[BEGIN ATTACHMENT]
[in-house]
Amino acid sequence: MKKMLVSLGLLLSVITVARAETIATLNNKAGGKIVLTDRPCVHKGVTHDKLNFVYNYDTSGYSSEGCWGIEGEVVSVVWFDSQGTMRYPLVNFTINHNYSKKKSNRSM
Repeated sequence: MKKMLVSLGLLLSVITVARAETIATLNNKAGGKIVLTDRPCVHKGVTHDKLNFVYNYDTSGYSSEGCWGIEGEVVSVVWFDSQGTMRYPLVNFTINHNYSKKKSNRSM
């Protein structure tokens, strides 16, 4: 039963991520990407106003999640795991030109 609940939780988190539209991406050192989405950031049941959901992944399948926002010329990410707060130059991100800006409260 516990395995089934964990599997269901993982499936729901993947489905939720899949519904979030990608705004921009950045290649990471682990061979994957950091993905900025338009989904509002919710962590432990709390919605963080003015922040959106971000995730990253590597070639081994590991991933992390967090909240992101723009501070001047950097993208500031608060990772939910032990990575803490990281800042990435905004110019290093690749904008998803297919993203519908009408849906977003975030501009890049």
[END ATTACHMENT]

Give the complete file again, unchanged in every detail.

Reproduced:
[in-house]
Amino acid sequence: MKKMLVSLGLLLSVITVARAETIATLNNKAGGKIVLTDRPCVHKGVTHDKLNFVYNYDTSGYSSEGCWGIEGEVVSVVWFDSQGTMRYPLVNFTINHNYSKKKSNRSM
Repeated sequence: MKKMLVSLGLLLSVITVARAETIATLNNKAGGKIVLTDRPCVHKGVTHDKLNFVYNYDTSGYSSEGCWGIEGEVVSVVWFDSQGTMRYPLVNFTINHNYSKKKSNRSM
């Protein structure tokens, strides 16, 4: 039963991520990407106003999640795991030109 609940939780988190539209991406050192989405950031049941959901992944399948926002010329990410707060130059991100800006409260 516990395995089934964990599997269901993982499936729901993947489905939720899949519904979030990608705004921009950045290649990471682990061979994957950091993905900025338009989904509002919710962590432990709390919605963080003015922040959106971000995730990253590597070639081994590991991933992390967090909240992101723009501070001047950097993208500031608060990772939910032990990575803490990281800042990435905004110019290093690749904008998803297919993203519908009408849906977003975030501009890049």